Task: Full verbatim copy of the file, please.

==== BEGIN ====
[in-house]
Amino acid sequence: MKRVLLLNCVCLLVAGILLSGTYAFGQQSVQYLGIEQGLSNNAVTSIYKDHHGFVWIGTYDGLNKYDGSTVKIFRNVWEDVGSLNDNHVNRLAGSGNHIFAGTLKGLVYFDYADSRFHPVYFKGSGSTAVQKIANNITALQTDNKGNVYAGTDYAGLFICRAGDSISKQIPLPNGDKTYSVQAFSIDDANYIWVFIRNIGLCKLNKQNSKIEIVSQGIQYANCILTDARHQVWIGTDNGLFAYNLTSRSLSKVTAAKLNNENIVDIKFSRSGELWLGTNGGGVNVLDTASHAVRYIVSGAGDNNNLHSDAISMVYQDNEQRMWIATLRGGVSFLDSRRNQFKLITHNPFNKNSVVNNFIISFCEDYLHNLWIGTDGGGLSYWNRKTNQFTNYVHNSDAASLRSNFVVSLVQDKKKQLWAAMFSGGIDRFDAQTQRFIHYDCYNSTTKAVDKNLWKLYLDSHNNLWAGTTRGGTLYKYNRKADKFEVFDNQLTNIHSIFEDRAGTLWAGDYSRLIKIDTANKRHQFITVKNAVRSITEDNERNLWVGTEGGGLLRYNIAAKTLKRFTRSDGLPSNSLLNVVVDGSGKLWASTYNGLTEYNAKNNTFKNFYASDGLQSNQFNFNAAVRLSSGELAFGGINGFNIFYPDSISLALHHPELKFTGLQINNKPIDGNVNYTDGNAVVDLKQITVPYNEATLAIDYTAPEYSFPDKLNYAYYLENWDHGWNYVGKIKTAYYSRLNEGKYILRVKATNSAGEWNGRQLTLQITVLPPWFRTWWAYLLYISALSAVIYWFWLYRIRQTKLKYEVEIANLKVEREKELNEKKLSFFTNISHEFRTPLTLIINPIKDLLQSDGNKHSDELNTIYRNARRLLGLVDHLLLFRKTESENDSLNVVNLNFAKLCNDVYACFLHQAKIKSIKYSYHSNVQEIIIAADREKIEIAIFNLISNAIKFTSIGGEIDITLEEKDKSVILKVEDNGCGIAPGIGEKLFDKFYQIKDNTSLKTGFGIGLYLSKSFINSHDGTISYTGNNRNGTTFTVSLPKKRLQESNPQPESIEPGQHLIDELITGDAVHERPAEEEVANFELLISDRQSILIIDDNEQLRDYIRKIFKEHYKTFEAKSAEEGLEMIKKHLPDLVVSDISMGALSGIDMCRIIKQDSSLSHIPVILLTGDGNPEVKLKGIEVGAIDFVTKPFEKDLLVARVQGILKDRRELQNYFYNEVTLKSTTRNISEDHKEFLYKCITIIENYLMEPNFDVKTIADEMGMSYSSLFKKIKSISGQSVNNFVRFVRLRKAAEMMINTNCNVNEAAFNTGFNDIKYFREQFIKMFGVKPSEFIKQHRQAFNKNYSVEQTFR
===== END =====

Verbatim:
[in-house]
Amino acid sequence: MKRVLLLNCVCLLVAGILLSGTYAFGQQSVQYLGIEQGLSNNAVTSIYKDHHGFVWIGTYDGLNKYDGSTVKIFRNVWEDVGSLNDNHVNRLAGSGNHIFAGTLKGLVYFDYADSRFHPVYFKGSGSTAVQKIANNITALQTDNKGNVYAGTDYAGLFICRAGDSISKQIPLPNGDKTYSVQAFSIDDANYIWVFIRNIGLCKLNKQNSKIEIVSQGIQYANCILTDARHQVWIGTDNGLFAYNLTSRSLSKVTAAKLNNENIVDIKFSRSGELWLGTNGGGVNVLDTASHAVRYIVSGAGDNNNLHSDAISMVYQDNEQRMWIATLRGGVSFLDSRRNQFKLITHNPFNKNSVVNNFIISFCEDYLHNLWIGTDGGGLSYWNRKTNQFTNYVHNSDAASLRSNFVVSLVQDKKKQLWAAMFSGGIDRFDAQTQRFIHYDCYNSTTKAVDKNLWKLYLDSHNNLWAGTTRGGTLYKYNRKADKFEVFDNQLTNIHSIFEDRAGTLWAGDYSRLIKIDTANKRHQFITVKNAVRSITEDNERNLWVGTEGGGLLRYNIAAKTLKRFTRSDGLPSNSLLNVVVDGSGKLWASTYNGLTEYNAKNNTFKNFYASDGLQSNQFNFNAAVRLSSGELAFGGINGFNIFYPDSISLALHHPELKFTGLQINNKPIDGNVNYTDGNAVVDLKQITVPYNEATLAIDYTAPEYSFPDKLNYAYYLENWDHGWNYVGKIKTAYYSRLNEGKYILRVKATNSAGEWNGRQLTLQITVLPPWFRTWWAYLLYISALSAVIYWFWLYRIRQTKLKYEVEIANLKVEREKELNEKKLSFFTNISHEFRTPLTLIINPIKDLLQSDGNKHSDELNTIYRNARRLLGLVDHLLLFRKTESENDSLNVVNLNFAKLCNDVYACFLHQAKIKSIKYSYHSNVQEIIIAADREKIEIAIFNLISNAIKFTSIGGEIDITLEEKDKSVILKVEDNGCGIAPGIGEKLFDKFYQIKDNTSLKTGFGIGLYLSKSFINSHDGTISYTGNNRNGTTFTVSLPKKRLQESNPQPESIEPGQHLIDELITGDAVHERPAEEEVANFELLISDRQSILIIDDNEQLRDYIRKIFKEHYKTFEAKSAEEGLEMIKKHLPDLVVSDISMGALSGIDMCRIIKQDSSLSHIPVILLTGDGNPEVKLKGIEVGAIDFVTKPFEKDLLVARVQGILKDRRELQNYFYNEVTLKSTTRNISEDHKEFLYKCITIIENYLMEPNFDVKTIADEMGMSYSSLFKKIKSISGQSVNNFVRFVRLRKAAEMMINTNCNVNEAAFNTGFNDIKYFREQFIKMFGVKPSEFIKQHRQAFNKNYSVEQTFR